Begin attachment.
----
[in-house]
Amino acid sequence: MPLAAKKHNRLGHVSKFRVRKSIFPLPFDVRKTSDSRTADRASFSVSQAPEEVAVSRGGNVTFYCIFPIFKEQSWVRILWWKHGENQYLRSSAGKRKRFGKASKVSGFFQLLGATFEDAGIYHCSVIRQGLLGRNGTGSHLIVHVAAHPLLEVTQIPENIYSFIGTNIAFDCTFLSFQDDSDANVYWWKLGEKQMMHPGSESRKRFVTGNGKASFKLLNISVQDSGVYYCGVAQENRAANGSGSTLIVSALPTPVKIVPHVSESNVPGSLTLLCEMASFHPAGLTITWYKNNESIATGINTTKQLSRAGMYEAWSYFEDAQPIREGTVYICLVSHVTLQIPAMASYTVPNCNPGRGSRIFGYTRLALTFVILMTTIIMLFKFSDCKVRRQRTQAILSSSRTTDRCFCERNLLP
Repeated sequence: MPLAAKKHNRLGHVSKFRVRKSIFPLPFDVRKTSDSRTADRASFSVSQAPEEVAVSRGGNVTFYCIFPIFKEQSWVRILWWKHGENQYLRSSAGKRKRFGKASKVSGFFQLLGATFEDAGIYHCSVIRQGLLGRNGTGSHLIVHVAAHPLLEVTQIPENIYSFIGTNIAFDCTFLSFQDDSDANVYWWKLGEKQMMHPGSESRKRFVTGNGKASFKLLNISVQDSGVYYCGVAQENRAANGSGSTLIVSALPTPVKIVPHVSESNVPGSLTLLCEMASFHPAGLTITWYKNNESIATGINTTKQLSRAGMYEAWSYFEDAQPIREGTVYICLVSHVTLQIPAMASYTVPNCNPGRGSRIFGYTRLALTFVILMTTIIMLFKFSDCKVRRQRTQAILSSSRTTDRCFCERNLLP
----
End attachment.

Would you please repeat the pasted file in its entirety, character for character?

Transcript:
[in-house]
Amino acid sequence: MPLAAKKHNRLGHVSKFRVRKSIFPLPFDVRKTSDSRTADRASFSVSQAPEEVAVSRGGNVTFYCIFPIFKEQSWVRILWWKHGENQYLRSSAGKRKRFGKASKVSGFFQLLGATFEDAGIYHCSVIRQGLLGRNGTGSHLIVHVAAHPLLEVTQIPENIYSFIGTNIAFDCTFLSFQDDSDANVYWWKLGEKQMMHPGSESRKRFVTGNGKASFKLLNISVQDSGVYYCGVAQENRAANGSGSTLIVSALPTPVKIVPHVSESNVPGSLTLLCEMASFHPAGLTITWYKNNESIATGINTTKQLSRAGMYEAWSYFEDAQPIREGTVYICLVSHVTLQIPAMASYTVPNCNPGRGSRIFGYTRLALTFVILMTTIIMLFKFSDCKVRRQRTQAILSSSRTTDRCFCERNLLP
Repeated sequence: MPLAAKKHNRLGHVSKFRVRKSIFPLPFDVRKTSDSRTADRASFSVSQAPEEVAVSRGGNVTFYCIFPIFKEQSWVRILWWKHGENQYLRSSAGKRKRFGKASKVSGFFQLLGATFEDAGIYHCSVIRQGLLGRNGTGSHLIVHVAAHPLLEVTQIPENIYSFIGTNIAFDCTFLSFQDDSDANVYWWKLGEKQMMHPGSESRKRFVTGNGKASFKLLNISVQDSGVYYCGVAQENRAANGSGSTLIVSALPTPVKIVPHVSESNVPGSLTLLCEMASFHPAGLTITWYKNNESIATGINTTKQLSRAGMYEAWSYFEDAQPIREGTVYICLVSHVTLQIPAMASYTVPNCNPGRGSRIFGYTRLALTFVILMTTIIMLFKFSDCKVRRQRTQAILSSSRTTDRCFCERNLLP